After looking at Mitra Fabian‘s work, it’s not surprising to learn that she got her start fabricating sculpture for the HBO series “Six Feet Under.” She works with everyday materials creating forms that mimic or hint at organic growths. Often resembling organs or tumors, these “growths” are seductively grotesque, tactile, beautiful and playful.
Her impeccably clean studio is full of small, seemingly medical instruments, looking more like a doctor’s office than a typical artist’s studio. Working in a pseudo-scientific manner, Fabian painstakingly pieces individual lengths of tape together to create bulbous forms reminiscent of growths or cancerous mutations. She finds her labor-intensive process to be deeply meditative.
Spark checks in with Fabian as she creates “Multiplicity” and “Ventilate” for an exhibition at the San Jose Institute for Contemporary Art. The former resembles hatched insect eggs and is composed of casts made of white glue. The latter is a sculptural experiment made from window blinds, and it highlights Fabian’s signature awareness of how materials relate to the human body.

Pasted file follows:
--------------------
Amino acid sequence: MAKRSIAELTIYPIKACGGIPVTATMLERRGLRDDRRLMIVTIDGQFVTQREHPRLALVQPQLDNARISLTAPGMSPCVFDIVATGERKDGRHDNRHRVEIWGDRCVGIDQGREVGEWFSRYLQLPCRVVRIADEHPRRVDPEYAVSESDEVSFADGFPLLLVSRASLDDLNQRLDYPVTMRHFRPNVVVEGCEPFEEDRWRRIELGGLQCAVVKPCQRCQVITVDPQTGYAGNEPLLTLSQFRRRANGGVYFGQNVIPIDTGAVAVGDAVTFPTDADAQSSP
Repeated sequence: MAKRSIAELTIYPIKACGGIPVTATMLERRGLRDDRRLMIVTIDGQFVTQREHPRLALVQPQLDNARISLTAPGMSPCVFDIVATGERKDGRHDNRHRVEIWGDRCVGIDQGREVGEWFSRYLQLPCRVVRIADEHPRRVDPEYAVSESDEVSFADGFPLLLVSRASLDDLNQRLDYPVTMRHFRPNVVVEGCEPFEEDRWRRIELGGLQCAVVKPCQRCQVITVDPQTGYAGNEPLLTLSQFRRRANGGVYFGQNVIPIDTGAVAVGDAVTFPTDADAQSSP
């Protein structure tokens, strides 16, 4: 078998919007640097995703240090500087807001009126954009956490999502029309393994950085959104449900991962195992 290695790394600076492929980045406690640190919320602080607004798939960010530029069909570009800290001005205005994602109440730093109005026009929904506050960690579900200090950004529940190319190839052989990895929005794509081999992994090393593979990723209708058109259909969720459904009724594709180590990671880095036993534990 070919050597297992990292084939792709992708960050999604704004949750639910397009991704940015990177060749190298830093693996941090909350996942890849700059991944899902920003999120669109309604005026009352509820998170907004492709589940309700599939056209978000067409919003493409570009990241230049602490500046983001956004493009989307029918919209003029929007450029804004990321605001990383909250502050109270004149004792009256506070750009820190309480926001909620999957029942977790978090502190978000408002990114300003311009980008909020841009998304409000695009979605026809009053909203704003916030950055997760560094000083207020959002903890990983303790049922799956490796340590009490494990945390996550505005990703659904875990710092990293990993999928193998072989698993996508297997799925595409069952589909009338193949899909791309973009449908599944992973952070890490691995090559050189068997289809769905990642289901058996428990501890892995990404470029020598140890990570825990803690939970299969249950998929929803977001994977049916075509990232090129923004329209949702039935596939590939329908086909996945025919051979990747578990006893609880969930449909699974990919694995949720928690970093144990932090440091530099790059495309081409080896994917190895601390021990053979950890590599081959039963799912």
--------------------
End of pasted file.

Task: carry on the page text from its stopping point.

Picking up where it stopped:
Fabian aims to shift the way viewers relate to common materials, giving them a new understanding of what those materials can do. Her fascination with mysterious biological forms is a reflection of her personal relationship with loved ones who have battled cancer. Although she doesn’t intend for every viewer to connect on this level, her work does evoke an eerie sense of isolation and contemplation.
Los Angeles native Mitra Fabian earned an M.F.A. in sculpture from California State University, Northridge. She teaches sculpture at Sacramento City College during the week and returns to her art studio in San Jose on weekends. Her work has been exhibited internationally.